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The Dow's Amazon-Walmart-Walgreens shakeup is a reminder why it's no longer the benchmark

If you’ve ever wanted an example of how creaky and cumbersome the ancient Dow Jones Industrial Average (^DJI) has become compared with modern market metrics, take a look at this week’s Dow triple play involving Walmart (WMT), Walgreens (WBA), and Amazon (AMZN).

On Monday, the Dow replaced Walgreens with Amazon in reaction to Walmart splitting its stock 3-for-1.

That split, for reasons we’ll get to in a bit, reduced Walmart’s weight in the average — yes, the Dow is an average, not an index — by two-thirds.

Adding Amazon to the Dow, the folks at S&P Dow Jones Indices say, was done to keep retail companies’ weight in the average from falling sharply because of Walmart’s stock split.

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Because the Dow has only 30 stocks, adding Amazon meant one of the other components had to go. So Walgreens Boots Alliance, which had the lowest weight in the Dow, got the boot and lost its alliance.

Walgreens being booted from the Dow isn’t exactly a surprise because its share price has fallen around 60% since being added to the average in June 2018, while the Dow has risen about 60%.

Had Walgreens kept pace with the other 29 components, the Dow would be about 400 points higher than it is. With the Dow near 40,000, it’s easy to see what little impact even an at-pace Walgreens would have made.

Amazon, by contrast, has been a hot stock, one of the so-called "Magnificent Seven" that accounted for the bulk of the stock market’s gains last year.

Walgreens’ Dow tenure lasted less than six years — an extraordinarily short time for a market metric that doesn’t change its component stocks very often.

But its exit, S&P Dow Jones Indices senior analyst Howard Silverblatt insisted to me, isn’t because Walgreens has slumped and Amazon has soared.

“We think it’s a better fit,” Silverblatt said. “We’re not saying it’s a better investment.”

Or, as Silverblatt put it on Yahoo Finance Live, Amazon will help the Dow stay “relevant.”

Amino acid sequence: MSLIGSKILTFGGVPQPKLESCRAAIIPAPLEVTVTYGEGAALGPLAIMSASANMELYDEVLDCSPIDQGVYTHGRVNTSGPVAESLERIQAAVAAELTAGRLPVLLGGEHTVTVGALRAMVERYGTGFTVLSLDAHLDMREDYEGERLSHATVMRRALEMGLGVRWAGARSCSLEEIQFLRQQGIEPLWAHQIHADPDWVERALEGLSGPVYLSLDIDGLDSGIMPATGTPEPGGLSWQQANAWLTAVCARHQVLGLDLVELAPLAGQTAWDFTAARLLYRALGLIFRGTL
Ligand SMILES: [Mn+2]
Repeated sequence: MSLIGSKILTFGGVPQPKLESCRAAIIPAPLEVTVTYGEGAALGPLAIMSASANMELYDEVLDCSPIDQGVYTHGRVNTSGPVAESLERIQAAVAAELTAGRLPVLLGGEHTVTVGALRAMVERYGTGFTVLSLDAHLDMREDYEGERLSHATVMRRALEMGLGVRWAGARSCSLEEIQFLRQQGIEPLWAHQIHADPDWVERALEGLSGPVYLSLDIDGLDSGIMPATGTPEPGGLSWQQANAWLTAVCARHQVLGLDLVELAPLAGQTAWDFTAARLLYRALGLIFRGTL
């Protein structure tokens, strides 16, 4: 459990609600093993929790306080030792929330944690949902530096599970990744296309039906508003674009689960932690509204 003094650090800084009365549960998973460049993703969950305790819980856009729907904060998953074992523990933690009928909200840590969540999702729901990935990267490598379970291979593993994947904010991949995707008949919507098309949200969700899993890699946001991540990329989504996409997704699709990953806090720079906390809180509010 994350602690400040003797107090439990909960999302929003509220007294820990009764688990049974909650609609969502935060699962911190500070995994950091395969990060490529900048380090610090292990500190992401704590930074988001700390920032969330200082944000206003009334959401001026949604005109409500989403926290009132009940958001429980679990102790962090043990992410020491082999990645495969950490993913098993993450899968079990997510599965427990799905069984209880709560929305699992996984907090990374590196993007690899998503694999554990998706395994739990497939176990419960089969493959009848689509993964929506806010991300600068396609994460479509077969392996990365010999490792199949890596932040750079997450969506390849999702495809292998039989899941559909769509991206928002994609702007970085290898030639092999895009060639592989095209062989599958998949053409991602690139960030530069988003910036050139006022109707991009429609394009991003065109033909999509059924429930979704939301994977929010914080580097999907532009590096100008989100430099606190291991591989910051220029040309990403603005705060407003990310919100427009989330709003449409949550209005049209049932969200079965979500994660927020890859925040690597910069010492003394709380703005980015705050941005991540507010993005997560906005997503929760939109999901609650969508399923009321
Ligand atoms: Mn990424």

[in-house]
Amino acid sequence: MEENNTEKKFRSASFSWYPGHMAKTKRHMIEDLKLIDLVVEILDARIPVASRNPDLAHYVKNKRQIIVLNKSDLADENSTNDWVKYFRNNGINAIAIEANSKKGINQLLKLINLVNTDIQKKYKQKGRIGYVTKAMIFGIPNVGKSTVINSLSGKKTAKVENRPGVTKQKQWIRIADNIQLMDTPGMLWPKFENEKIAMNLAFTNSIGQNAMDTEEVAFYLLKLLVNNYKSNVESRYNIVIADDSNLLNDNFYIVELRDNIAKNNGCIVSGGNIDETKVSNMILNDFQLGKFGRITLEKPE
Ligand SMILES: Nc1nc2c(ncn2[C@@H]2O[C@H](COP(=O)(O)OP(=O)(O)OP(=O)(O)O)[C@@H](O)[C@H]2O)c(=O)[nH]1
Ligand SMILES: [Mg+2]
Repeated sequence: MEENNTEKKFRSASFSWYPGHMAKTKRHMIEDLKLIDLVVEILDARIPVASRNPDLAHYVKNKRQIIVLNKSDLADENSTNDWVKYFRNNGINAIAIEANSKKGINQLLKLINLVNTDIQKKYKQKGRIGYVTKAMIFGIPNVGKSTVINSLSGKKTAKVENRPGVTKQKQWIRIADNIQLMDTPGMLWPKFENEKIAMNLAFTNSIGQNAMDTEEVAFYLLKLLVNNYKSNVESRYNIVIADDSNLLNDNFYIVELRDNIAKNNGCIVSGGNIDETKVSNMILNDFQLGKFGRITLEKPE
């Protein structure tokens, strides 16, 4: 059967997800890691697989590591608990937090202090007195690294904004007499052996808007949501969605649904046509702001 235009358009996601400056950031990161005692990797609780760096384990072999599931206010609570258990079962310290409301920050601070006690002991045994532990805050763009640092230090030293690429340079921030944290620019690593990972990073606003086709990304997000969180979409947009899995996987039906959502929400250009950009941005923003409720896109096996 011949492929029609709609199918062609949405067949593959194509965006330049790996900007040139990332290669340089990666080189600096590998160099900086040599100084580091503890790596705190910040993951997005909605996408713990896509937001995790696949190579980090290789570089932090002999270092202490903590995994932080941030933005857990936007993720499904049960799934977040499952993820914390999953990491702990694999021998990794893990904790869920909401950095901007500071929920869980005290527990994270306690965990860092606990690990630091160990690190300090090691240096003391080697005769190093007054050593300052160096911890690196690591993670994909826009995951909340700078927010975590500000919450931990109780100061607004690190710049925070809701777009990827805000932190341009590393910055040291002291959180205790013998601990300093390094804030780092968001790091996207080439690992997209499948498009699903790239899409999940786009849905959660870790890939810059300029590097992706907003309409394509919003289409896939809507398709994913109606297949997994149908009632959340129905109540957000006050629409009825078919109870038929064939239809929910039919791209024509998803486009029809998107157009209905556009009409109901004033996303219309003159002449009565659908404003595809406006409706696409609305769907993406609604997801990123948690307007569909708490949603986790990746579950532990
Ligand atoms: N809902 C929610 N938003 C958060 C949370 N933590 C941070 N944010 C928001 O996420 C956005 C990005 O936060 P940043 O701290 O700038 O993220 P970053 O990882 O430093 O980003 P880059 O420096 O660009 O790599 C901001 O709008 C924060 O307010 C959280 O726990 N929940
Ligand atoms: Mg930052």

Now, a key question: will being added to the Dow be good for Amazon’s stock price?

My answer, which may surprise you, is no. Based on conversations I’ve had with market mavens over the years, I don’t think that being added to the Dow will make the slightest difference for Amazon shareholders. Just as Walgreens being kicked out won’t make any difference to Walgreens shareholders.

How can I say that when the Dow is such a popular market metric?

It’s because although the Dow has great mindshare, it has almost no financial market share compared with the hugely influential S&P 500 Index (^GSPC).

Let me explain.

The Dow is calculated based on the share prices of its 30 components. That’s why today’s three-for-one split, which reduced Walmart’s share price by two-thirds, reduced its weight in the Dow by two-thirds.

New York Stock Exchange Chairman Richard Grasso (L) and New York City Mayor Rudy Giuliani (R) wear
New York Stock Exchange Chairman Richard Grasso (L) and New York City Mayor Rudy Giuliani (R) wear "Dow 10,000" hats on March 29, 1999. (HENNY RAY ABRAMS/AFP via Getty Images) (HENNY RAY ABRAMS via Getty Images)

The S&P, on the other hand, measures companies by their total stock market value, not their nominal share price. That’s a much better way to reflect value than using share prices, which — as Walmart’s split shows — can fall substantially overnight even though nothing about the company has changed.

So the Dow needs to go through contortions to offset the impact of Walmart’s stock split while the S&P 500 does nothing. Walmart’s market capitalization is still around $472 billion, and that’s what counts.

The reason the Dow and the S&P are calculated so differently is age. The Dow was founded in 1896, when computers didn’t exist, and communication was glacial. Share prices were a quick and simple way to measure. The S&P 500, founded 61 years later, is a product of and for modern markets.

Read more: How to start investing in 2024: A step-by-step guide

This difference in calculation methodology is why a whopping $5.75 trillion of investor money is indexed to the S&P, according to Howard Silverblatt, but only $87 billion — a minuscule 1.5% as much — is indexed to the Dow.

Being added to the S&P has a big impact on a company’s share price because so much index money flows into it. And being dropped from the S&P hurts because all that index money flows out.

However, so little money (relatively speaking) is indexed to the Dow that being added to it or dropped out of it has no impact, hence why being added to the Dow won’t make any difference to Amazon’s share price.

One more impact of the Walgreens-Walmart-Amazon triple play: Through Friday, each dollar change in any Dow component moved the average by about 6.59 points. Monday’s number is different.

That’s because at Monday’s opening, the total share price of the 30 Dow components is different from the number at Friday’s close.

So the Dowfolk had to tweak something called the Dow Divisor, which as of Friday was a wonderfully precise 0.15172752595384 and is equally precise today. Divide one by the divisor, and you see how much each dollar change in any Dow component moves the Dow.

The history of how the Dow Divisor came to be and how to tweak it to create your very own Dow is a lot of fun for those of us who like numbers.

But that’s a subject for another day.

Allan Sloan is an award-winning financial journalist and contributor to Yahoo Finance.

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